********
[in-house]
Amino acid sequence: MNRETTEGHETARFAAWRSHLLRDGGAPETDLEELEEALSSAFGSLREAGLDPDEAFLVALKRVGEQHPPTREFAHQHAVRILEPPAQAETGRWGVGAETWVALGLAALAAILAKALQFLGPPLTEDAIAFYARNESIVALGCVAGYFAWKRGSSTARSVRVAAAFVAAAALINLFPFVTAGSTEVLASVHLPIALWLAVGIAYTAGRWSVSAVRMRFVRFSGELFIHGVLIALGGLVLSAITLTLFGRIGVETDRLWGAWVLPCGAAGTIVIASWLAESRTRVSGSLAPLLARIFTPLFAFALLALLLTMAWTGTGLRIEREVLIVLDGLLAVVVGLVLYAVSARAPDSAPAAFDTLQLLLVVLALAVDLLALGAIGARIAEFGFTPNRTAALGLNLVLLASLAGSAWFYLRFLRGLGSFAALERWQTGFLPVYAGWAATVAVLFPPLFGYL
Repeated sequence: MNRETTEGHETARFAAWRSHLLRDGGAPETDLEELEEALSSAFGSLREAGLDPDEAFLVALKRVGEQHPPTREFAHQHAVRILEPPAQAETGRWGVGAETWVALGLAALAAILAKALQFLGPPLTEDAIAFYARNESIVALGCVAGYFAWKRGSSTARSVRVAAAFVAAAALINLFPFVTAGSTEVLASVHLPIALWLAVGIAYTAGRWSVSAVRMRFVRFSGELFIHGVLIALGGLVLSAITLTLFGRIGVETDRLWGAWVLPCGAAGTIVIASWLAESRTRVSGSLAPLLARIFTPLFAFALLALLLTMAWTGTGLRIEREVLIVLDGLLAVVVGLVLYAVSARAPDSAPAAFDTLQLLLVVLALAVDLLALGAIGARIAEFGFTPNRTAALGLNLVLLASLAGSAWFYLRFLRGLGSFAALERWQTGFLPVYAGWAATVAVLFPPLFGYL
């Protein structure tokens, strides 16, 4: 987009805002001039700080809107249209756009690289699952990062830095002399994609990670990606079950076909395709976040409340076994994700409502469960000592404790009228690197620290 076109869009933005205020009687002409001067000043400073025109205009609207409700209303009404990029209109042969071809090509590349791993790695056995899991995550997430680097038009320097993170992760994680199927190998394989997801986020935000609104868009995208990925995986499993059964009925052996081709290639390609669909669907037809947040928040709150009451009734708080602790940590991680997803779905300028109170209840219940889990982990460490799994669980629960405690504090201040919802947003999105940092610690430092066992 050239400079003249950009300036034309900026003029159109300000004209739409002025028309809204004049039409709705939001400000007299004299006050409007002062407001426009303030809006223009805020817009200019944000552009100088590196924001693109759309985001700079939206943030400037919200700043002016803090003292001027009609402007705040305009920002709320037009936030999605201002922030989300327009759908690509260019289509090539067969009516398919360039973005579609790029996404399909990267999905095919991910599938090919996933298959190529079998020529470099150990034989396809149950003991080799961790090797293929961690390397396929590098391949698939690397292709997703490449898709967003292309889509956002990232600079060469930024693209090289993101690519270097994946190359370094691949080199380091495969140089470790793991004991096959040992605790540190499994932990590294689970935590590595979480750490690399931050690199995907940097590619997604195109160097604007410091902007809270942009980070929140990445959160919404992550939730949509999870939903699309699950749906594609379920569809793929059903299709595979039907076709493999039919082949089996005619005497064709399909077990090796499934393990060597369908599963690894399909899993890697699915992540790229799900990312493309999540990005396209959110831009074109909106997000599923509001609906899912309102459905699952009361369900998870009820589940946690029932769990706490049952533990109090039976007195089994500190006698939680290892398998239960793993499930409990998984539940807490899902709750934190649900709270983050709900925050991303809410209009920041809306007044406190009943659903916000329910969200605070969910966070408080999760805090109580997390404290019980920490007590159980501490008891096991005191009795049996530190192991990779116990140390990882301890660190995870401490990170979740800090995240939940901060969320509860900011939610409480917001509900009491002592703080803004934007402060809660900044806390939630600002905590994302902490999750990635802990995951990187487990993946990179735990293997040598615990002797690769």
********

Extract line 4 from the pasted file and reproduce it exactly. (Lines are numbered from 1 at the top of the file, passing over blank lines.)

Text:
């Protein structure tokens, strides 16, 4: 987009805002001039700080809107249209756009690289699952990062830095002399994609990670990606079950076909395709976040409340076994994700409502469960000592404790009228690197620290 076109869009933005205020009687002409001067000043400073025109205009609207409700209303009404990029209109042969071809090509590349791993790695056995899991995550997430680097038009320097993170992760994680199927190998394989997801986020935000609104868009995208990925995986499993059964009925052996081709290639390609669909669907037809947040928040709150009451009734708080602790940590991680997803779905300028109170209840219940889990982990460490799994669980629960405690504090201040919802947003999105940092610690430092066992 050239400079003249950009300036034309900026003029159109300000004209739409002025028309809204004049039409709705939001400000007299004299006050409007002062407001426009303030809006223009805020817009200019944000552009100088590196924001693109759309985001700079939206943030400037919200700043002016803090003292001027009609402007705040305009920002709320037009936030999605201002922030989300327009759908690509260019289509090539067969009516398919360039973005579609790029996404399909990267999905095919991910599938090919996933298959190529079998020529470099150990034989396809149950003991080799961790090797293929961690390397396929590098391949698939690397292709997703490449898709967003292309889509956002990232600079060469930024693209090289993101690519270097994946190359370094691949080199380091495969140089470790793991004991096959040992605790540190499994932990590294689970935590590595979480750490690399931050690199995907940097590619997604195109160097604007410091902007809270942009980070929140990445959160919404992550939730949509999870939903699309699950749906594609379920569809793929059903299709595979039907076709493999039919082949089996005619005497064709399909077990090796499934393990060597369908599963690894399909899993890697699915992540790229799900990312493309999540990005396209959110831009074109909106997000599923509001609906899912309102459905699952009361369900998870009820589940946690029932769990706490049952533990109090039976007195089994500190006698939680290892398998239960793993499930409990998984539940807490899902709750934190649900709270983050709900925050991303809410209009920041809306007044406190009943659903916000329910969200605070969910966070408080999760805090109580997390404290019980920490007590159980501490008891096991005191009795049996530190192991990779116990140390990882301890660190995870401490990170979740800090995240939940901060969320509860900011939610409480917001509900009491002592703080803004934007402060809660900044806390939630600002905590994302902490999750990635802990995951990187487990993946990179735990293997040598615990002797690769």